Home Secretary seeks advice on synthetic opioid linked to rise in drug deaths

Home Secretary Priti Patel has written to the Advisory Council on the Misuse of Drugs (ACMD) to commission advice on tighetening controls on a substance linked to multiple drug overdose fatalities.

Jan 21, 2022
By Tony Thompson
Home Secretary Priti Patel

Isotonitazene is an opioid that has been used instead of or in addition to heroin. It is 500 times more potent than morphine and has slightly greater potency than fentanyl.

In early 2021, the National Crime Agency said that more than 46 overdoses and 16 deaths linked to the Isotonitazene had been reported in a ten-day period. Public Health England issued a warning in August 2021 that the overdoses may have been caused by heroin mixed with Isotonitazene. Current data indicates there have been 25 deaths and seven overdoses linked to Isotonitazene up to September 2021.

Ms Patel said: “Reports of fatal overdoses linked to this dangerous substance have been deeply disturbing, and I want to act now to ensure no further lives are lost or families torn apart.

“I’m determined to end the misery and destruction caused by the misuse of drugs and will consider the ACMD’s expert advice on tightening restrictions on this dangerous substance.”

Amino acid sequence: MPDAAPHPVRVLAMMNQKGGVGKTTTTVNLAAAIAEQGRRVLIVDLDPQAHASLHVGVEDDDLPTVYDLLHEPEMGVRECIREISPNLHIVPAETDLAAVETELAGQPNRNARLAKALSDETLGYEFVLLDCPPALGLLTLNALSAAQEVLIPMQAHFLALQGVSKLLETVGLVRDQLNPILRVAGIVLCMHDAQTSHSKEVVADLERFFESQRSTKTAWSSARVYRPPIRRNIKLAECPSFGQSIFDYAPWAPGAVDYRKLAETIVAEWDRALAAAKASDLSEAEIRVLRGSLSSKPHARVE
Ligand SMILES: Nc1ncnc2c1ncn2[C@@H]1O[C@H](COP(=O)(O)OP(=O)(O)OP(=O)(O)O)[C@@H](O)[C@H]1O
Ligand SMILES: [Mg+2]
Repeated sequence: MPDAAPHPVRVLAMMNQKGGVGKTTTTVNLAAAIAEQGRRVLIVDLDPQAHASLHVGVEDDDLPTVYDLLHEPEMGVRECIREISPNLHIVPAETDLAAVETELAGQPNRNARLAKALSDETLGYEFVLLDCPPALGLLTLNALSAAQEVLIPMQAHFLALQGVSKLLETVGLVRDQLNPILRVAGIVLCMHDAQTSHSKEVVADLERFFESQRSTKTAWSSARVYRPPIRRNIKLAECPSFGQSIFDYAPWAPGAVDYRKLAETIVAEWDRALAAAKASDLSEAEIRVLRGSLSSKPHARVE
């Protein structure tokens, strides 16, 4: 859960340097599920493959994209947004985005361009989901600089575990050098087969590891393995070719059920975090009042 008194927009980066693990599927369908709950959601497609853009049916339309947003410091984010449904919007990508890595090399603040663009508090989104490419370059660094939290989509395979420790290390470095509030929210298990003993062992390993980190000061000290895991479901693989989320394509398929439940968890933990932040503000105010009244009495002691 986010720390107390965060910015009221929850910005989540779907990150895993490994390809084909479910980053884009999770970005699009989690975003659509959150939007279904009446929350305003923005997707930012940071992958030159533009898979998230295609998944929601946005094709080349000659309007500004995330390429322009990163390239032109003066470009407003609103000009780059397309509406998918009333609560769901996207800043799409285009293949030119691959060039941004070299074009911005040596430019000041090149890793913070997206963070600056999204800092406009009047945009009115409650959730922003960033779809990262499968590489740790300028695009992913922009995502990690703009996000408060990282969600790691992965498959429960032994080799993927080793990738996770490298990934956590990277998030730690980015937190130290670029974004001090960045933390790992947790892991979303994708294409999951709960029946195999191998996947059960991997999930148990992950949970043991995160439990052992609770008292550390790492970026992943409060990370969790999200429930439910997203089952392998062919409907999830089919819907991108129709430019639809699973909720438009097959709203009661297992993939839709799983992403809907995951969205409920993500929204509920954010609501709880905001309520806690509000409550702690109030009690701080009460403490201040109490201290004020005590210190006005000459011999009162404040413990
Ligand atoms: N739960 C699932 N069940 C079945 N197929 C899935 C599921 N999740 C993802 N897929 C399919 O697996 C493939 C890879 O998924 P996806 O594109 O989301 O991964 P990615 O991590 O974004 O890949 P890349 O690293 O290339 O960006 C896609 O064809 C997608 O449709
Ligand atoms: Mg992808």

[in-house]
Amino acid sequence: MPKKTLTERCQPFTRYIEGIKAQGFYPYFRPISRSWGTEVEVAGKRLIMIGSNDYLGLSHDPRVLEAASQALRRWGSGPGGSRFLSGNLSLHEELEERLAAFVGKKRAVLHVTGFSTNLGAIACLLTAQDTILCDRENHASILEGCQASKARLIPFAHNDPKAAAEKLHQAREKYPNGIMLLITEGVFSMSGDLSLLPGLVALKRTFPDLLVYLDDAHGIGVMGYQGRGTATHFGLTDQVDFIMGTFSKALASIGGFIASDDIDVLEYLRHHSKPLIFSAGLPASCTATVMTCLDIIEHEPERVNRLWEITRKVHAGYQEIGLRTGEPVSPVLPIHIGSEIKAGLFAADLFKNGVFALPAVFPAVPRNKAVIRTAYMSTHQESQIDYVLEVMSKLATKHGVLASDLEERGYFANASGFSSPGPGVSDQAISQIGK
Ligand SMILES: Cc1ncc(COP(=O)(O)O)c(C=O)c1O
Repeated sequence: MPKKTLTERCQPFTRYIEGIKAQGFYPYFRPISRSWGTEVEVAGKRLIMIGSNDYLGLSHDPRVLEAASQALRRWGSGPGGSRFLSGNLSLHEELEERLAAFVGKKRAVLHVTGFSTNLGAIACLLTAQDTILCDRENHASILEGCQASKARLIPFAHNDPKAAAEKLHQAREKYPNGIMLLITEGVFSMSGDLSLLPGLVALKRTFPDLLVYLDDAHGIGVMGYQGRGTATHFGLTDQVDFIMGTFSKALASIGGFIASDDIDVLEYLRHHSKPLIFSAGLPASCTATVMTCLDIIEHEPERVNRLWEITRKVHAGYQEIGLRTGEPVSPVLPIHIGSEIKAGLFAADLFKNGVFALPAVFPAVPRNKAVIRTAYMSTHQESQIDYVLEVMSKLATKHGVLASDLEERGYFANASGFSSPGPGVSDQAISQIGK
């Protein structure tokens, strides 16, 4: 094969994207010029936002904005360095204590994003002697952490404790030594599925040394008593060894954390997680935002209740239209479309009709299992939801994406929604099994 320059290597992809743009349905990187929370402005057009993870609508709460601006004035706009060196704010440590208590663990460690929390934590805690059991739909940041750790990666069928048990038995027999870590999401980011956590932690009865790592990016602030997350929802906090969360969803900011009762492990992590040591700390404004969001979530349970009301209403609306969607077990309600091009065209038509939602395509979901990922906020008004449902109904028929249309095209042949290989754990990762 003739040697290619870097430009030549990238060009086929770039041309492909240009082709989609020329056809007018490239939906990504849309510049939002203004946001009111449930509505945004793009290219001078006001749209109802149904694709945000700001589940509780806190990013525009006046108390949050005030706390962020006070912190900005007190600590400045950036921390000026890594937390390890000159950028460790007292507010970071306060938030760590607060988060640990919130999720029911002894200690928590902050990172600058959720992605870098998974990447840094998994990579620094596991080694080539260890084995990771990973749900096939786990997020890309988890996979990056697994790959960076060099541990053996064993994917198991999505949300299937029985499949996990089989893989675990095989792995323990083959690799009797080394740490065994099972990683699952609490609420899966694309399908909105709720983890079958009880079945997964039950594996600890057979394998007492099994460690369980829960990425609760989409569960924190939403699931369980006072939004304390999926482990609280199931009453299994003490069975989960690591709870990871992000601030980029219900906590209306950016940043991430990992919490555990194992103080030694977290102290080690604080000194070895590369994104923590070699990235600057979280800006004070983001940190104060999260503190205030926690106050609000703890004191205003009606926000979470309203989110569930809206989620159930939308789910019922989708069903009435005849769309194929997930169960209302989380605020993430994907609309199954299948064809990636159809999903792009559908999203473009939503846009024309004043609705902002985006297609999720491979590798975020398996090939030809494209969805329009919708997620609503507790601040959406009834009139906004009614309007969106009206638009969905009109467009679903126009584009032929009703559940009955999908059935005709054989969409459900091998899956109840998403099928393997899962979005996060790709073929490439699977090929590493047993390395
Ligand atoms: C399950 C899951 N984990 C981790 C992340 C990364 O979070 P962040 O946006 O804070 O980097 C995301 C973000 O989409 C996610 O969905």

The Home Secretary will request advice on the appropriate classification and scheduling of Isotonitazene and related compounds under the Misuse of Drugs Act 1971 and associated Regulations. She is also commissioning the ACMD for advice on two other substances:

• CUMYL-PeGACLONE – a synthetic cannabinoid that has been sold as a so-called designer drug; and
• Diphenidine, a substance which can have ketamine-like effect. Users around the world have suffered seizures as a result of ingesting the drugs and its use has resulted in several cases of severe intoxication and death.

Currently the three substances are covered by the Psychoactive Substances Act 2016, meaning that while supply of the substances is unlawful, possession is not.

Due to the concerning reports around the effects of these three substances, the UK voted in favour of international control along with other countries at the Commission on Narcotic Drugs meeting, which took place between April 12-16 2021.

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